These framings aren’t necessarily correct, or even universally held ones, but they’re certainly more convincing as explanations than identity politics. What is more, treating Cuccinelli’s opinions about gay marriage and abortion as mere “personal conservatism” is rather a dodge, from a libertarian perspective, at the point where he plans to use that “personal conservatism” as a basis for policymaking.
So alright, if libertarians aren’t out to make the personal political, are they simply anti-Christian? Here, too, I disagree. Yes, there are probably anti-Christian elements in the liberty movement (most of them are probably in the Randian camp), but libertarianism is plainly not a purely anti-Christian movement, nor is objecting to particular iterations of Christian political activism necessarily anti-Christian. I suspect most libertarians have no problem with the Christian political causes that Lewis cites as evidence of his belief — a list which omits Cuccinelli’s opinions on gay marriage and abortion — and to suggest they do strikes me as a leap. Moreover, I simply can’t see reflexive anti-Christian sentiment motivating either George Will or Jen Rubin, both of whom have endorsed Sarvis.
So why are libertarians refusing to vote for Cuccinelli? Polling data is thin on the ground, but I have a theory, based mostly on the history of the conservative movement, and on the direction which the liberty movement has increasingly been taking since at least the 2008 election. Please note, however, that in explaining this theory, I am seeking to do only that — explain it. This article is not meant as an endorsement of, nor an attack on, Cuccinelli himself. He is merely the occasion to point out a particular trend.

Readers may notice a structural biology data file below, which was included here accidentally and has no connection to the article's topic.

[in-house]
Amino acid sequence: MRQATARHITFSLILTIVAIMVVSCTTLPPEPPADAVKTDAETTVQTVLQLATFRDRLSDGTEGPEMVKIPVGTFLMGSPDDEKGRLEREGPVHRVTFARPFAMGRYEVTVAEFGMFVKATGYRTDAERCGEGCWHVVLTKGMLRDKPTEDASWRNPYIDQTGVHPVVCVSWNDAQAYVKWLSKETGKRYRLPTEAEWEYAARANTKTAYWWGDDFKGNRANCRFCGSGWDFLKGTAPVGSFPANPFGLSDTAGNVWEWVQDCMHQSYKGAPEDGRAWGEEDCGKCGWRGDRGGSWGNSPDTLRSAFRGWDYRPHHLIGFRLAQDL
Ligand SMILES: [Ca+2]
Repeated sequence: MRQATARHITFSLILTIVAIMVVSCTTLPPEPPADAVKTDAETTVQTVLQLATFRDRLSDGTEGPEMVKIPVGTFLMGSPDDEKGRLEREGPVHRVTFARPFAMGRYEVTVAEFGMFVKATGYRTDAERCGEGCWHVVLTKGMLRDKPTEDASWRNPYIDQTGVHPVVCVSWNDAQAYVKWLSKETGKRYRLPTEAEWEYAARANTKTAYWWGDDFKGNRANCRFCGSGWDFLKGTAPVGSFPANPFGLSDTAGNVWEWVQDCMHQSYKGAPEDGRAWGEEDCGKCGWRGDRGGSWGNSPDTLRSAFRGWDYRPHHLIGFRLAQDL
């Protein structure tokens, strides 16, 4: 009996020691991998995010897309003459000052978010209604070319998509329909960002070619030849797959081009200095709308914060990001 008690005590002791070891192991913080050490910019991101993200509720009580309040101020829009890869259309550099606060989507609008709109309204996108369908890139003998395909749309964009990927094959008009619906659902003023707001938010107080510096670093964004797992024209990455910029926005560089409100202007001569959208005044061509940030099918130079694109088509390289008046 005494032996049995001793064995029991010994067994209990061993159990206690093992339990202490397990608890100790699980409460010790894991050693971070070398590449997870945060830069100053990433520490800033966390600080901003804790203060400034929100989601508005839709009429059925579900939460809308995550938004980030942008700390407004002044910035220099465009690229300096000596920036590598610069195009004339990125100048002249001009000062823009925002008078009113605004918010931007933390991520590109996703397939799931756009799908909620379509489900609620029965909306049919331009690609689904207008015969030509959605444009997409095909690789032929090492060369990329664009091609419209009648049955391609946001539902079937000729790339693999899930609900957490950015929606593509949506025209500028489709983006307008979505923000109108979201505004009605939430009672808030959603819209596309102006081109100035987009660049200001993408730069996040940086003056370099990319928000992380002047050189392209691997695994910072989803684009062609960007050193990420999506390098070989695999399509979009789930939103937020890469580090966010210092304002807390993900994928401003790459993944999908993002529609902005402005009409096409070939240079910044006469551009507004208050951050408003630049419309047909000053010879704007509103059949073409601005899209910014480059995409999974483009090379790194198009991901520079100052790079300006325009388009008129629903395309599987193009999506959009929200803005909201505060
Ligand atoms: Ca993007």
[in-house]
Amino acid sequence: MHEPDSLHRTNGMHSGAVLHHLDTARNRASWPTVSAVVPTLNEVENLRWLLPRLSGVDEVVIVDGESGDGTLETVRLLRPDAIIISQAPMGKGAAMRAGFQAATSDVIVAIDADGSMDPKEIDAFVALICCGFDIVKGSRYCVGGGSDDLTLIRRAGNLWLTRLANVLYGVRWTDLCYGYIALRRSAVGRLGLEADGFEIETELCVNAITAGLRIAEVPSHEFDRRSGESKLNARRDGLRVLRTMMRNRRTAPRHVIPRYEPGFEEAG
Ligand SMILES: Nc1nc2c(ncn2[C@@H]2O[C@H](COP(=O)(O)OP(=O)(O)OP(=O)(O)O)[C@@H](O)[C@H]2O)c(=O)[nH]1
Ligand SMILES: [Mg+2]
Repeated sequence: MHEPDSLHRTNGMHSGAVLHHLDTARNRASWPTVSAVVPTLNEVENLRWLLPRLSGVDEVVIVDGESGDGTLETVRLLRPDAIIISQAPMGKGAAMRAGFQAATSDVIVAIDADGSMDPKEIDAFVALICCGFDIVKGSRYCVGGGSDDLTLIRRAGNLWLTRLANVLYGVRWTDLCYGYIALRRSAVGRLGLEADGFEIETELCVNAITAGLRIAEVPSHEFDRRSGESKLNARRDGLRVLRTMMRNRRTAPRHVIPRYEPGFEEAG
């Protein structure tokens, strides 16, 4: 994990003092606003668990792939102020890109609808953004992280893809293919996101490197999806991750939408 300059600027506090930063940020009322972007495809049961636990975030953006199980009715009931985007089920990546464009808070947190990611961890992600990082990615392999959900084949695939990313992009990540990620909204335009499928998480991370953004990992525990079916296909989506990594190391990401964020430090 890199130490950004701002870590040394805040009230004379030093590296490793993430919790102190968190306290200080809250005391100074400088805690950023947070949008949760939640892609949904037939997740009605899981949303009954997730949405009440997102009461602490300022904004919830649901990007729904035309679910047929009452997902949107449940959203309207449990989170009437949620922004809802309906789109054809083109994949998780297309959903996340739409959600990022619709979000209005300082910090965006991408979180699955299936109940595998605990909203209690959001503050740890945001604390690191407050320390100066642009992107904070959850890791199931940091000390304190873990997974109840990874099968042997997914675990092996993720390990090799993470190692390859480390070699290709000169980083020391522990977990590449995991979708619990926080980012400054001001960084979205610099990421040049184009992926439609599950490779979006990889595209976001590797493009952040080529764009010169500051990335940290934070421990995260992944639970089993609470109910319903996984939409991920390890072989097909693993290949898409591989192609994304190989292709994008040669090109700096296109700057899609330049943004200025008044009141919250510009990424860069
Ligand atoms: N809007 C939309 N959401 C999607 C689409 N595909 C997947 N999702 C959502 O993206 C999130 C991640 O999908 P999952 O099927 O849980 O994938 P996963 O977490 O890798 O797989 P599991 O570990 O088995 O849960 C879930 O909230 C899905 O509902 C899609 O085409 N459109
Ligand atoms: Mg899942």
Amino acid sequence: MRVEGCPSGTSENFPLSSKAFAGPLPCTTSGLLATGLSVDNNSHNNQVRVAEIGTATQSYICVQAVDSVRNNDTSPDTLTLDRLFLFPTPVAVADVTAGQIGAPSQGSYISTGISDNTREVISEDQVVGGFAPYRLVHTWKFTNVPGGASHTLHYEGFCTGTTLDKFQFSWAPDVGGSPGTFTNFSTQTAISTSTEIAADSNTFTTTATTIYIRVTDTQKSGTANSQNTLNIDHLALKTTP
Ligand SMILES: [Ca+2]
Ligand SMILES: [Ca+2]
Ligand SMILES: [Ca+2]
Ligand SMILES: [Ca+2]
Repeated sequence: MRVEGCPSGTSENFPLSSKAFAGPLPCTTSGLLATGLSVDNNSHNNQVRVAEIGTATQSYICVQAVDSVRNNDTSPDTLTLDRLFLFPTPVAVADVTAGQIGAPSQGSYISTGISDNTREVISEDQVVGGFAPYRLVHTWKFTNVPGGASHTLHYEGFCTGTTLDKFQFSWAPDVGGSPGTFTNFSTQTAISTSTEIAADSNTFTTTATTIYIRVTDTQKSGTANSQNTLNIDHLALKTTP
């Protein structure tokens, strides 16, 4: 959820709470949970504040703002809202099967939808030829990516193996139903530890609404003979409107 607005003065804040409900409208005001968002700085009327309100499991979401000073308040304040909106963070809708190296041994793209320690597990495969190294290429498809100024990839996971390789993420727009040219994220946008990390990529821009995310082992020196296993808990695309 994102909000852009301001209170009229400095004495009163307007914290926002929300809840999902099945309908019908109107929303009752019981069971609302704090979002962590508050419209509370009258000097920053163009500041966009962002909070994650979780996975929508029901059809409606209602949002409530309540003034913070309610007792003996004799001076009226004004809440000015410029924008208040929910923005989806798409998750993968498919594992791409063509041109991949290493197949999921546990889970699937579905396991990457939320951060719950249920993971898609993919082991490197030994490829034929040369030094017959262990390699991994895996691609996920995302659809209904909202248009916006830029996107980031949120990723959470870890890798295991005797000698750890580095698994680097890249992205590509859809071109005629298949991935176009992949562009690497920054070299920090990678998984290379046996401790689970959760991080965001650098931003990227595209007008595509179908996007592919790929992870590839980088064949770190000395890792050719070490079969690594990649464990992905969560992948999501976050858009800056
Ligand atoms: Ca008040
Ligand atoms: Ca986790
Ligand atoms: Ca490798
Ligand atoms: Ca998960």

Funny enough, in explaining the libertarian disaffection with Cuccinelli, it’s probably best to start with a question Lewis asks:
So much for fusionism?
For those who don’t know, fusionism is the theory advanced by libertarian theorist Frank Meyer in his 1962 book “In Defense of Freedom” that libertarian and socially conservative philosophies are not merely compatible, but necessary for the survival of a coherent conservative opposition to liberalism. Meyer argued that whereas libertarians were quite right to lament the fall of the free market and of laissez faire capitalism, their moral theory was so thin as to lead them toward moral relativism, which in turn would eventually lead to a rejection of the very morality that made saving, self-denial and other quintessentially capitalist virtues possible.